The coronavirus pandemic has caused significant disruptions to business markets, supply chains and workforce availability. Factories could see missed production quotas and manufacturing deadlines. Suppliers could have disputes with shipping companies, energy companies and supply clients. Workers could hold employers liable for missed contract work or exposure to the virus.
Force majeure clauses in contract disputes
Once business disruptions are alleviated, many businesses are likely to attempt to stop contract disputes through ‘force majeure’ (or Act of God) claims regarding the coronavirus pandemic. Here are some legal liabilities a company might incur during these circumstances:
- A company’s insurance may not cover the kind of business disruption claims associated with the coronavirus spread since it is not representative of physical damage to the business.
- Employers may be liable for not protecting employees from transmission if they continue with meetings, conferences, or travel plans.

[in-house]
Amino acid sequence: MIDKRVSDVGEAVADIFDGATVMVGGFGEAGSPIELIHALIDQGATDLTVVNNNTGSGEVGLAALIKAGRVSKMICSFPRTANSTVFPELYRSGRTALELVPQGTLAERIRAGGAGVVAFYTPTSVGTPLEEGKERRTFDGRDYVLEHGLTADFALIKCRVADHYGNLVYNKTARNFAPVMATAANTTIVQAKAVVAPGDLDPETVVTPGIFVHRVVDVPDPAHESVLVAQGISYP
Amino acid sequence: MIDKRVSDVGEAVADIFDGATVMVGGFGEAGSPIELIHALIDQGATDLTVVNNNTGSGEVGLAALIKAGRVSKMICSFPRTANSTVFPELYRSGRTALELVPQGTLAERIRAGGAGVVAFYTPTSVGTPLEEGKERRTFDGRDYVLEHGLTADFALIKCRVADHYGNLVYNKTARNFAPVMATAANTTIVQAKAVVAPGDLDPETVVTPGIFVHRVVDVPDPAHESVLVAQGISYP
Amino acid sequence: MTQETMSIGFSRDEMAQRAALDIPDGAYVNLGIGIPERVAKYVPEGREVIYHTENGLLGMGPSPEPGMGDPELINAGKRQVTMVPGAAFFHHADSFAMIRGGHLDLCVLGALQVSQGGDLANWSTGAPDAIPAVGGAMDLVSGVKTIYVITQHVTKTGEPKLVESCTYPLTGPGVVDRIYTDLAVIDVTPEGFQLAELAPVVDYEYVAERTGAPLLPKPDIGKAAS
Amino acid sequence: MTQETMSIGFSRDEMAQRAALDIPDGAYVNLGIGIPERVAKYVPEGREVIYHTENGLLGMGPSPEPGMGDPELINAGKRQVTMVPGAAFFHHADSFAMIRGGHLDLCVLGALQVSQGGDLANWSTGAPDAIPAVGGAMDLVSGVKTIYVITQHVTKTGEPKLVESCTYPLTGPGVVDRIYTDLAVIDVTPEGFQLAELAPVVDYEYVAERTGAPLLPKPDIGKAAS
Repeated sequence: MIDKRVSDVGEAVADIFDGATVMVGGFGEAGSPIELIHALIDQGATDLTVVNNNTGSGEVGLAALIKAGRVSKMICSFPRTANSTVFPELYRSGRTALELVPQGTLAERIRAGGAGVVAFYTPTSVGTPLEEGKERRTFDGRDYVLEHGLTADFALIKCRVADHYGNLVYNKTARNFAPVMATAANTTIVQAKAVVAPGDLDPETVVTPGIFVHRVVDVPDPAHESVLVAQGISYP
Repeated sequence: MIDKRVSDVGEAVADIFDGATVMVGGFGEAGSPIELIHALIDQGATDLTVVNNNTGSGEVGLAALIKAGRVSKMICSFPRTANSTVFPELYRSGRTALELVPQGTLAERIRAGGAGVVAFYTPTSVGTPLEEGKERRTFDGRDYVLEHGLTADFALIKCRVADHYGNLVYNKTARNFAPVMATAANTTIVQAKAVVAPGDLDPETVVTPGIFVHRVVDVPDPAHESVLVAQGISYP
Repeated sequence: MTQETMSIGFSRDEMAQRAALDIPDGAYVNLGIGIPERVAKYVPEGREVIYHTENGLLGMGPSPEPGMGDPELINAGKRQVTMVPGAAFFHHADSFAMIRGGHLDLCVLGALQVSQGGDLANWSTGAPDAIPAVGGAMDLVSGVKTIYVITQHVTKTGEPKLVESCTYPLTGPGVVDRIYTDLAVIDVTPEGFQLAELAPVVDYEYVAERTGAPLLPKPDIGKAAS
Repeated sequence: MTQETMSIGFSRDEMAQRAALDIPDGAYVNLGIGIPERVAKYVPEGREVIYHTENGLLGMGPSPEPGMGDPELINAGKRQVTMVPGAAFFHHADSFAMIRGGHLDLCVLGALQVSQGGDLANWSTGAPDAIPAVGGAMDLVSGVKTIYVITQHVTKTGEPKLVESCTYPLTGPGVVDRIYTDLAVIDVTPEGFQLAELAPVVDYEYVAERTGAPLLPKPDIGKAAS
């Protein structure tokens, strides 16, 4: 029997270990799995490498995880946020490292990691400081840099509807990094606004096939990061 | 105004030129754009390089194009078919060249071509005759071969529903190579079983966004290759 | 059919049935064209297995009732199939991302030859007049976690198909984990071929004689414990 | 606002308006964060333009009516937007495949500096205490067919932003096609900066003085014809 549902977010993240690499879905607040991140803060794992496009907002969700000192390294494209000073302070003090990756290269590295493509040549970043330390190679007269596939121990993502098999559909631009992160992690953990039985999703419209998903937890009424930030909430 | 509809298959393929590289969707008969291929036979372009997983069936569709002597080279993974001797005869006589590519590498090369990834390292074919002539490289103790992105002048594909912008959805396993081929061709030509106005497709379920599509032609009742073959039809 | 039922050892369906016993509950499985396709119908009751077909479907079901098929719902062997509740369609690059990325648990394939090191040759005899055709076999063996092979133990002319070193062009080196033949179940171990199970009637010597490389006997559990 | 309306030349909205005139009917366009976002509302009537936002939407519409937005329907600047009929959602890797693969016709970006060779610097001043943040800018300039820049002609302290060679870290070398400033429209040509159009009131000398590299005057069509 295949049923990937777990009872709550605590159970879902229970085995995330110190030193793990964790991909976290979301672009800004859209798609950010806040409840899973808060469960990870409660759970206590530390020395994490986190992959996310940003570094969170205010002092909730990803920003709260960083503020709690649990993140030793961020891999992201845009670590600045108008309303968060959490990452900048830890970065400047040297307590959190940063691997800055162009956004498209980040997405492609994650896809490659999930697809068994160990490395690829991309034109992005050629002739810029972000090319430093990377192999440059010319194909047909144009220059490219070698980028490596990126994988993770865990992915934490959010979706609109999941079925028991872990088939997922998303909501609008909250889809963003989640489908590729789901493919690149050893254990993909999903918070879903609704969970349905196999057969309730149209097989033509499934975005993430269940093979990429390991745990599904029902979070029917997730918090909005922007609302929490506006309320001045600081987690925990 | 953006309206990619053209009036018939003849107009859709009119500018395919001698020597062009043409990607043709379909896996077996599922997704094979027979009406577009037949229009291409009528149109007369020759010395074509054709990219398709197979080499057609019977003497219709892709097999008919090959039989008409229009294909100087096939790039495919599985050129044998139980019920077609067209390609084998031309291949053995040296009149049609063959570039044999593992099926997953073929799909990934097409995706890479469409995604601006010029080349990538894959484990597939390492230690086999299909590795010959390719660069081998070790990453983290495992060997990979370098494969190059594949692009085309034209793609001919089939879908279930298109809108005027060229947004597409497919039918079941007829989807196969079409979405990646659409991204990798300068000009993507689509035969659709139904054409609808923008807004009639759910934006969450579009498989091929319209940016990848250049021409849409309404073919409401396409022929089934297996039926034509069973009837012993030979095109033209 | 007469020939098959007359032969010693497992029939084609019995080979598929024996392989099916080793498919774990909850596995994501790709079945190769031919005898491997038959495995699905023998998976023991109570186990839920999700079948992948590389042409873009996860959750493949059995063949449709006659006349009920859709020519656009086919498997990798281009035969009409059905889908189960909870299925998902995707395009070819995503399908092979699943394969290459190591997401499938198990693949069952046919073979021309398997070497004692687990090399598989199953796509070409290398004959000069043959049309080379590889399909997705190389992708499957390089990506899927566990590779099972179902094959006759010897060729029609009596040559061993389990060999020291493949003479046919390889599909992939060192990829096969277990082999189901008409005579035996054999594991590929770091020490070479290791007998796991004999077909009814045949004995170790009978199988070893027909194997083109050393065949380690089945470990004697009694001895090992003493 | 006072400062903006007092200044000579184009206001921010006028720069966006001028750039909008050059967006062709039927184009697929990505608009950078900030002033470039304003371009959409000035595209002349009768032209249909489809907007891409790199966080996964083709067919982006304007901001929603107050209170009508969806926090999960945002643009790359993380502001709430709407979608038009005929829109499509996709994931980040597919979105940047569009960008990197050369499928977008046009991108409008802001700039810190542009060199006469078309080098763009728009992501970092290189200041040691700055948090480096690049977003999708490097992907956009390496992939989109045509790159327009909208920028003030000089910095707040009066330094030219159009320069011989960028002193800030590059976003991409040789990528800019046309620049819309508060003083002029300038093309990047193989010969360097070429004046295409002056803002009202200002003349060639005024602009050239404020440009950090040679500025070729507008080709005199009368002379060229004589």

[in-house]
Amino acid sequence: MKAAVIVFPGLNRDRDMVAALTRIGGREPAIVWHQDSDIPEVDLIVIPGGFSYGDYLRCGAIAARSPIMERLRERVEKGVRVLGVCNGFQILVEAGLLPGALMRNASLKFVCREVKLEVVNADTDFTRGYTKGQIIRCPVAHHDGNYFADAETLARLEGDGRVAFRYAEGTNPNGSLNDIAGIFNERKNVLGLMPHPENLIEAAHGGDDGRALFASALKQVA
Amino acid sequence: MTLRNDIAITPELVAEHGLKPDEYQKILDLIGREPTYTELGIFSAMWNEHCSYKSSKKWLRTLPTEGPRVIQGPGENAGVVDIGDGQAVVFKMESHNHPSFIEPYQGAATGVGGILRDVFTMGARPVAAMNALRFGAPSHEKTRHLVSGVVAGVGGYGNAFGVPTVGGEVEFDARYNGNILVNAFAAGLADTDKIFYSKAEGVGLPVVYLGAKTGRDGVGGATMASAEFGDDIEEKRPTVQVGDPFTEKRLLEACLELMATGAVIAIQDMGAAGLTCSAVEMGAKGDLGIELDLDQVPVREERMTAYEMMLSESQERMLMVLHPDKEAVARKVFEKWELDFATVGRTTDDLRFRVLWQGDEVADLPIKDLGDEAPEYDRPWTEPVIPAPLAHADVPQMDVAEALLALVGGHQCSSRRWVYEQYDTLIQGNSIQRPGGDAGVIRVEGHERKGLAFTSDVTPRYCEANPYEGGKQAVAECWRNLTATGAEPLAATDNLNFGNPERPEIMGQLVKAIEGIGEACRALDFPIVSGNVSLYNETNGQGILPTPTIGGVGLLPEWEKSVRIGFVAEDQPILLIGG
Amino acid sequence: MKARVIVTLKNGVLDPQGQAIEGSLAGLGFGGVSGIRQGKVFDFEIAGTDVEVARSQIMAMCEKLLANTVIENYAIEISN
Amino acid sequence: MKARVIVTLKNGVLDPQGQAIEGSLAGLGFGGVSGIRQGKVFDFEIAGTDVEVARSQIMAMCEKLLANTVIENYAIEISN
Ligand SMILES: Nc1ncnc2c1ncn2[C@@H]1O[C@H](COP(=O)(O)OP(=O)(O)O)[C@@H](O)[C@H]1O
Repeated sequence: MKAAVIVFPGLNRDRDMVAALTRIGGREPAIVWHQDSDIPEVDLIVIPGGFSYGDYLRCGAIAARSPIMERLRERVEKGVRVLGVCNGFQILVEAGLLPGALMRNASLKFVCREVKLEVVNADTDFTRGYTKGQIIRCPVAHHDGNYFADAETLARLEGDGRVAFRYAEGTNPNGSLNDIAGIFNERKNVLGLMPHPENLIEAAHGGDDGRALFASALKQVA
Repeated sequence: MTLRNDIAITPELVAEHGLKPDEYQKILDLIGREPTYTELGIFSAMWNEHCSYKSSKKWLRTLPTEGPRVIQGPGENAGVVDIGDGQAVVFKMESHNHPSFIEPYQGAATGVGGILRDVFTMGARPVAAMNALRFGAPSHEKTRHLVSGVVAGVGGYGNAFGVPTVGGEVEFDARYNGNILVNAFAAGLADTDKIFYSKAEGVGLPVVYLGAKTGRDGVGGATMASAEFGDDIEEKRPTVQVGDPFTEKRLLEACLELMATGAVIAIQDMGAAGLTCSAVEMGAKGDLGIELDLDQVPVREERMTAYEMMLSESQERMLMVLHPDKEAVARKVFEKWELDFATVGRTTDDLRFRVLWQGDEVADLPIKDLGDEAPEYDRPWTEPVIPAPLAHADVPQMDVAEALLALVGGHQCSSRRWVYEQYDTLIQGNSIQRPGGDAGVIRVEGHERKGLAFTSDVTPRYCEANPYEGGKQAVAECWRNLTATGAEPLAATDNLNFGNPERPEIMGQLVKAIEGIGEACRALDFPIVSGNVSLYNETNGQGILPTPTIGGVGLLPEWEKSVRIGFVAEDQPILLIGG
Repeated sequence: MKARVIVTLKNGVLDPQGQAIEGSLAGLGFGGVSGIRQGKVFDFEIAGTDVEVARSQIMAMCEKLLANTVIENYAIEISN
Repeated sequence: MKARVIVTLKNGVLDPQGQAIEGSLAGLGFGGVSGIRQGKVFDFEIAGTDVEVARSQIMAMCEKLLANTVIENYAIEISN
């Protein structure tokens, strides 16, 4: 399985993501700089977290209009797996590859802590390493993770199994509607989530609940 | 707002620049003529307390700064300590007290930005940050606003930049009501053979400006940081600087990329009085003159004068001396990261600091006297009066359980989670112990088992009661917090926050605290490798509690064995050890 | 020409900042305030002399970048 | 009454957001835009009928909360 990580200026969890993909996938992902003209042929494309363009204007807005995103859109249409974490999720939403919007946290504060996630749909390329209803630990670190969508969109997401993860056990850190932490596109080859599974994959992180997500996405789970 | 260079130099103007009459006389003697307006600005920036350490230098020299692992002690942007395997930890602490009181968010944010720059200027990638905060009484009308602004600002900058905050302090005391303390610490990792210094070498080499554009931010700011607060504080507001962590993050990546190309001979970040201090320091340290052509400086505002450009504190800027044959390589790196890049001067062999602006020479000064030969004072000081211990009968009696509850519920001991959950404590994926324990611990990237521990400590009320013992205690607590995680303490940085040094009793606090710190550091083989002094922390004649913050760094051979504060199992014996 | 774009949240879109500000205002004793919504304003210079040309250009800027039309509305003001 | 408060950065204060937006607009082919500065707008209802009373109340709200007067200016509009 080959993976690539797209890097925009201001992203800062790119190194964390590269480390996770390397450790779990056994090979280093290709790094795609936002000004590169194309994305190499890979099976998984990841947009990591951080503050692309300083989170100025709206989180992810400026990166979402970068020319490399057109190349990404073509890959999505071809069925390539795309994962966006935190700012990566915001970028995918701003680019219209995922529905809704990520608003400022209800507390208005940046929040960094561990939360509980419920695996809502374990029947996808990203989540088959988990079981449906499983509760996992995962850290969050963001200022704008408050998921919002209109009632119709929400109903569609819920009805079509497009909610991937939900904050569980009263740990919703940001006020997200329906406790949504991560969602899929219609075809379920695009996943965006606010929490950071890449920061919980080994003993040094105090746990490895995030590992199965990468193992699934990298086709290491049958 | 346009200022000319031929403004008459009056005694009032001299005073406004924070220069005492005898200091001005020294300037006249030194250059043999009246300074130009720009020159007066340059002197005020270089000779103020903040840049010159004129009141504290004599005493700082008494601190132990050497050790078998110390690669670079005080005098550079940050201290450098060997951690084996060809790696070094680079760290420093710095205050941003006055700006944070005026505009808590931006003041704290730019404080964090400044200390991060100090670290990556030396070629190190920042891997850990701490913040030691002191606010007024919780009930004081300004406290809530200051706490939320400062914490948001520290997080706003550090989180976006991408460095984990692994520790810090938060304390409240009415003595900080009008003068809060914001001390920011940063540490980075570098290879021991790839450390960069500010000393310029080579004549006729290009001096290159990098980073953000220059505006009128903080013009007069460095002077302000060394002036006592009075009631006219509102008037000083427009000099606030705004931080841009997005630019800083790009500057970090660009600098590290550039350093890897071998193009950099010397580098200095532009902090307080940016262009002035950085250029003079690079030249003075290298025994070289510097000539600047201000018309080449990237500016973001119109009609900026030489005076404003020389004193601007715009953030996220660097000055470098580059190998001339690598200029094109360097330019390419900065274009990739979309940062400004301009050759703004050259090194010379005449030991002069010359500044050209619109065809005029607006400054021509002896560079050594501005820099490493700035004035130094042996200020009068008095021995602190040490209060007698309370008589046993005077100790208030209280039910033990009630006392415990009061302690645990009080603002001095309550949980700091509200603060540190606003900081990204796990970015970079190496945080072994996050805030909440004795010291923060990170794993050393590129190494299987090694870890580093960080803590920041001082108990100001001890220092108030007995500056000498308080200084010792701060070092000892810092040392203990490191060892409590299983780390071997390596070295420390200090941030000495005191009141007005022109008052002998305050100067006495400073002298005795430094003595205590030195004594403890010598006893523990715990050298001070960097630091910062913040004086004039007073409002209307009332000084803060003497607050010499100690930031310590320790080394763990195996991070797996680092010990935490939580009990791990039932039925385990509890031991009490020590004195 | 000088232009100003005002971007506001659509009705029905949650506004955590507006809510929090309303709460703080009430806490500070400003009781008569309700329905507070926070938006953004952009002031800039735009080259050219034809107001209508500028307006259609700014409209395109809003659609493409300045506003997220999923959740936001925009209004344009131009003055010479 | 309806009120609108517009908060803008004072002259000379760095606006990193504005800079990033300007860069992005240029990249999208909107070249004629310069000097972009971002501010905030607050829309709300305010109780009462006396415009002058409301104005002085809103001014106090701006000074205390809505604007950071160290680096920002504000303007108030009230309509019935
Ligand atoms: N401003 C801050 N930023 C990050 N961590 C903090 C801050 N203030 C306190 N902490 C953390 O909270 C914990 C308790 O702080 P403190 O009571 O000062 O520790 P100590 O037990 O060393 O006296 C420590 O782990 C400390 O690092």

- Employers could violate privacy laws from the complex conditions of having workers conduct work from home.
The lasting repercussions of disease outbreaks
There is much uncertainty regarding the effects of the virus outbreak on business contracts and other business lawsuits. If you’re a small business owner, you could be particularly susceptible to a substantial lawsuit from breaches of contract, worker disputes and other liability issues. If you’re a business owner, you should contact a lawyer with experience in business litigation to explore all of your risk areas for litigation.